The crowd at the evening’s One Pot, about 40 people, most in their 30s with expensively shagged haircuts and architectural eyeglasses, certainly seems receptive, sharing the bottles of wine they’ve brought and sitting at candlelit tables. Hebberoy taps his glass and welcomes everyone by saying, "There are no rules," and then reads a lengthy passage from The Supper of the Lamb, a 320-page rumination on the preparation of one dish by Robert Farrar Capon.

"Huh, now I know how to cut an onion," says one diner, a designer for Starbucks, who enjoys two helpings of faro salad with caramelized onion but doesn’t touch most of the evening’s "one pot" item of pork roast.

People fall into easy conversation, and all seem to agree: It’s an unusual way to spend a Sunday evening, and really, there is no place else like it in Seattle. And then it’s 10, and there’s a scraping of chairs, and people gather in the doorway. Hebberoy stands among them, talking up later events and new One Pot venues, encouraging people to swap business cards. He seems comfortable in this skin, no unkind words, only warm handshakes and enjoinders to come again.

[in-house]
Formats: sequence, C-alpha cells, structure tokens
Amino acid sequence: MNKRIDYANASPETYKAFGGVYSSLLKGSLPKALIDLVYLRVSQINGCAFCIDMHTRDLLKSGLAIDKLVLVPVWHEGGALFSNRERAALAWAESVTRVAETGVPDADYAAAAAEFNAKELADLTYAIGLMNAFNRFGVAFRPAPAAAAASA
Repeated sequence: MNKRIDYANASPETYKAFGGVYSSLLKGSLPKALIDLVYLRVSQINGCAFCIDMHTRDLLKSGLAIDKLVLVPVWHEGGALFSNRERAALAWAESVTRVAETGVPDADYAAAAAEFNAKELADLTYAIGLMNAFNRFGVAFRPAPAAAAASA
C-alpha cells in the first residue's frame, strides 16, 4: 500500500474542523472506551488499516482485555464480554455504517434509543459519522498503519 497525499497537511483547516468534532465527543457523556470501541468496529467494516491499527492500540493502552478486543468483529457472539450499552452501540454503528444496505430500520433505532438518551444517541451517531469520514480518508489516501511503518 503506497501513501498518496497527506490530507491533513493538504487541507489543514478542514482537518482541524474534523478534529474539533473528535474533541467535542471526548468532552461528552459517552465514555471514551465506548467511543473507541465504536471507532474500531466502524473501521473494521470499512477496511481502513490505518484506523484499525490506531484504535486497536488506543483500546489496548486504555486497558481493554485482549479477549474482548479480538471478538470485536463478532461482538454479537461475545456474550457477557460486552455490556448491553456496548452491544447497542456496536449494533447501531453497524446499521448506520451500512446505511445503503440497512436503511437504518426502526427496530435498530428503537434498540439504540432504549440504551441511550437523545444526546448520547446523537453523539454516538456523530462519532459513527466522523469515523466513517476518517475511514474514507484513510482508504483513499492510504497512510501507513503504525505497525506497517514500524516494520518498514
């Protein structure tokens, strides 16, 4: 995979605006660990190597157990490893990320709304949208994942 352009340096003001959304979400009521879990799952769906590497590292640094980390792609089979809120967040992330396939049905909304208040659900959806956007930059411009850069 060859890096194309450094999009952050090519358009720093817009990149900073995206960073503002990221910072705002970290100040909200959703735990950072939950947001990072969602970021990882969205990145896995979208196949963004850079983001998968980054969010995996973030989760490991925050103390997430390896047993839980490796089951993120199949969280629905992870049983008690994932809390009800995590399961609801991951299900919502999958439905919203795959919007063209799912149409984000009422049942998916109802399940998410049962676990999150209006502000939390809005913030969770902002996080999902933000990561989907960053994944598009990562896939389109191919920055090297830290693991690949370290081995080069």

As guests nab complimentary boxes of cupcakes at the door, Hebberoy slips away, toward the evening’s dirty dishes, which still need to be bused.